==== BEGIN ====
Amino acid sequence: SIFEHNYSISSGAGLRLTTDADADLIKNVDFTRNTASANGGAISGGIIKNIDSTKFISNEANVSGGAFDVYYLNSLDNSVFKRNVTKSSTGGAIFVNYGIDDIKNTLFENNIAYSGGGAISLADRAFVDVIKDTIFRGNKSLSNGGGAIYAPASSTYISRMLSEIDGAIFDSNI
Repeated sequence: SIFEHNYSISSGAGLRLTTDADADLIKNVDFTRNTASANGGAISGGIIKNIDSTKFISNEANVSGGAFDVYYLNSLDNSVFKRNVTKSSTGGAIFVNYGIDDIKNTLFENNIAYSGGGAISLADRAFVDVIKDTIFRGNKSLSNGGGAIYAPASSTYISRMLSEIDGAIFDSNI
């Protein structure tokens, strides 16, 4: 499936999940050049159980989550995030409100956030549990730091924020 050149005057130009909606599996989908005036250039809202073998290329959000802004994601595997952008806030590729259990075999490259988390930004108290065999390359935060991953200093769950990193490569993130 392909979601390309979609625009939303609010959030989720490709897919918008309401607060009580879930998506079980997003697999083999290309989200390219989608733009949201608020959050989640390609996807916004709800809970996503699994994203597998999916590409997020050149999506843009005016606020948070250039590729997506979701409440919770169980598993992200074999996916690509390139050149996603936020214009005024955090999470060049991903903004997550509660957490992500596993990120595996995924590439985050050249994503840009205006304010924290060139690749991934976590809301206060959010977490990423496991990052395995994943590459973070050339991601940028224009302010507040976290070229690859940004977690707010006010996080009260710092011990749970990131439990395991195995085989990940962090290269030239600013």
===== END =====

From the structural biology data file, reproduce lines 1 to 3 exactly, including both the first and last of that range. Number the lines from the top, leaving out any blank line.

Amino acid sequence: SIFEHNYSISSGAGLRLTTDADADLIKNVDFTRNTASANGGAISGGIIKNIDSTKFISNEANVSGGAFDVYYLNSLDNSVFKRNVTKSSTGGAIFVNYGIDDIKNTLFENNIAYSGGGAISLADRAFVDVIKDTIFRGNKSLSNGGGAIYAPASSTYISRMLSEIDGAIFDSNI
Repeated sequence: SIFEHNYSISSGAGLRLTTDADADLIKNVDFTRNTASANGGAISGGIIKNIDSTKFISNEANVSGGAFDVYYLNSLDNSVFKRNVTKSSTGGAIFVNYGIDDIKNTLFENNIAYSGGGAISLADRAFVDVIKDTIFRGNKSLSNGGGAIYAPASSTYISRMLSEIDGAIFDSNI
């Protein structure tokens, strides 16, 4: 499936999940050049159980989550995030409100956030549990730091924020 050149005057130009909606599996989908005036250039809202073998290329959000802004994601595997952008806030590729259990075999490259988390930004108290065999390359935060991953200093769950990193490569993130 392909979601390309979609625009939303609010959030989720490709897919918008309401607060009580879930998506079980997003697999083999290309989200390219989608733009949201608020959050989640390609996807916004709800809970996503699994994203597998999916590409997020050149999506843009005016606020948070250039590729997506979701409440919770169980598993992200074999996916690509390139050149996603936020214009005024955090999470060049991903903004997550509660957490992500596993990120595996995924590439985050050249994503840009205006304010924290060139690749991934976590809301206060959010977490990423496991990052395995994943590459973070050339991601940028224009302010507040976290070229690859940004977690707010006010996080009260710092011990749970990131439990395991195995085989990940962090290269030239600013």